It is hard to detect the exotic nature of an exotic n-sphere M

in homotopical features of the diffeomorphism group Diff(M). The well

known reason is that Diff(M) contains a big topological subgroup H which

is identified with the group of diffeomorphisms rel boundary of the

n-disk, with a small coset space Diff(M)/H which is invariably homotopy

equivalent to O(n+1). Therefore it seems that our only chance to detect

the exotic nature of M in homotopical features of Diff(M) is to see

something in this extension. (To make sense of "homotopical features of

Diff(M)" one should think of Diff(M) as a space with a multiplication

acting on an n-sphere.) I am planning to report on PhD work of O Sommer

and calculations due to myself and Sommer which, if all goes well, would

show that Diff(M) has some exotic homotopical properties in the case

where M is the 7-dimensional exotic sphere of Kervaire-Milnor fame which

bounds a compact smooth framed 8-manifold of signature 8. The

theoretical work is based on classical smoothing theory and the

calculations would be based on ever-ongoing (>30 years) joint work

Weiss-Williams, and might give me and Williams another valuable

incentive to finish it.

# Past Topology Seminar

We construct the diffeomorphism-equivariant “scanning map” associated to the configuration spaces of manifolds with twisted summable labels. The scanning map is also functorial with respect to embeddings of manifolds. To adapt P. Salvatore's idea of non-commutative summation into twisted setting, we define a bundle of Fulton-MacPherson operads over a manifold M whose fibres are built within tangent spaces of M.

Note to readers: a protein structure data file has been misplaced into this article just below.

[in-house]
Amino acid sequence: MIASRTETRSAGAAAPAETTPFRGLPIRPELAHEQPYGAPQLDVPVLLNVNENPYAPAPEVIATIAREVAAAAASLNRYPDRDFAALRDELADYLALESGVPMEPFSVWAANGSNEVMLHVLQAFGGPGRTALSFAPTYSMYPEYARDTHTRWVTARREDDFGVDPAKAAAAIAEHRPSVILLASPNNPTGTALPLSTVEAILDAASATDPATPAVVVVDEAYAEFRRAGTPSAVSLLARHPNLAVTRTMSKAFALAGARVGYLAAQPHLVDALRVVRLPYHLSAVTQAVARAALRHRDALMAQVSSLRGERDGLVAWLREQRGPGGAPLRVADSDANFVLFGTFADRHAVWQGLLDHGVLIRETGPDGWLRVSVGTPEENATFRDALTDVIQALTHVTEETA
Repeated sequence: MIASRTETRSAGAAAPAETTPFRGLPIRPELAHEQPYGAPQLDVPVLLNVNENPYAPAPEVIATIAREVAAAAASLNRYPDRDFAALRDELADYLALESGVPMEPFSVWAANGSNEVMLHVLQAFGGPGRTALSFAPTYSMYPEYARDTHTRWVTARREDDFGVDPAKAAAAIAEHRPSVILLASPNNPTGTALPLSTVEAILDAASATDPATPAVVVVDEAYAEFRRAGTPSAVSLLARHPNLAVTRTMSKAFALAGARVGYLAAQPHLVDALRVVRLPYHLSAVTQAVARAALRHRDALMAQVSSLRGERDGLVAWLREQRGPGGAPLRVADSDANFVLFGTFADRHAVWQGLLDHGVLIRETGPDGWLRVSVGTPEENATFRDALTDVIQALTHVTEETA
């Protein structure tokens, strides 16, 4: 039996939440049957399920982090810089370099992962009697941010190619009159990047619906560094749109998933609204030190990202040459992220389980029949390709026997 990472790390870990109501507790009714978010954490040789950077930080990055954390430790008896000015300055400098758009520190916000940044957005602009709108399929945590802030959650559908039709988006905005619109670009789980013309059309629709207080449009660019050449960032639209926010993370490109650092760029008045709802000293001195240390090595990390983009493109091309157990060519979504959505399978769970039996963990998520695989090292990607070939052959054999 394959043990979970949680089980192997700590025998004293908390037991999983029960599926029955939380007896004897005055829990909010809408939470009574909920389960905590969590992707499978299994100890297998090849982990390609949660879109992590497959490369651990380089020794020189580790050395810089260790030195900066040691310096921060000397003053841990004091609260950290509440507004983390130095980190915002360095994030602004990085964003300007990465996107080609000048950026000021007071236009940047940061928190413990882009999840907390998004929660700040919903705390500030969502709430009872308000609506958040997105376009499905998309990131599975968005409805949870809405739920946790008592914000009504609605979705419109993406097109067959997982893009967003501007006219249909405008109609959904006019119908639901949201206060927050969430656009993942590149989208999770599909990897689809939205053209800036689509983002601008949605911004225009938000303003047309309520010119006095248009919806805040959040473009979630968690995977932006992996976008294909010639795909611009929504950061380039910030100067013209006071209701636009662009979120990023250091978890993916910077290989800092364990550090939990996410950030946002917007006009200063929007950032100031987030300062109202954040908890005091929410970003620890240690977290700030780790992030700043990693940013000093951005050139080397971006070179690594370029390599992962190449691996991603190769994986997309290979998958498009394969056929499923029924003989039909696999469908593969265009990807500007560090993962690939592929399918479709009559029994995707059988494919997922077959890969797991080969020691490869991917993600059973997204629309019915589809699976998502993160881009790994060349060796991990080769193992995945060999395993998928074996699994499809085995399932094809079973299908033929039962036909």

In 1956 Milnor published a paper proving that there are manifolds homeomorphic to the 7-sphere but not diffeomorphic to it. Seeking to generalise this example, he was led in around 1960 to introduce a construction for killing homotopy groups of manifolds. When this was generalised to killing relative homotopy groups it became a general and powerful method of construction. An obstruction arises to killing the last group, and the analysis of this obstruction in general leads to a new theory.

Any closed 3-manifold can be obtained by glueing two handle bodies along their boundary. For a fixed such glueing, any other differs by changing the glueing map by an element in the mapping class group. Beginning with an idea of Dunfield and Thurston, we can use a random walk on the mapping class group to construct random 3-manifolds. I will report on recent work on the structure of such manifolds, in particular in view of tower of coverings and their topological growth: Torsion homology growth, the minimal degree of a cover with positive Betti number, expander families. I will in particularly explain the connection to some open questions about the mapping class group.

For mapping class groups of surfaces it is well-understood that their homology stability is closely related to the fact that they give rise to an infinite loop space. Indeed, they define an operad whose algebras group complete to infinite loop spaces.

In recent work with Basterra, Bobkova, Ponto and Yaekel we define operads with homology stability (OHS) more generally and prove that they are infinite loop space operads in the above sense. The strong homology stability results of Galatius and Randal-Williams for moduli spaces of manifolds can be used to construct examples of OHSs. As a consequence the map to K-theory defined by the action of the diffeomorphisms on the middle dimensional homology can be shown to be a map of infinite loop spaces.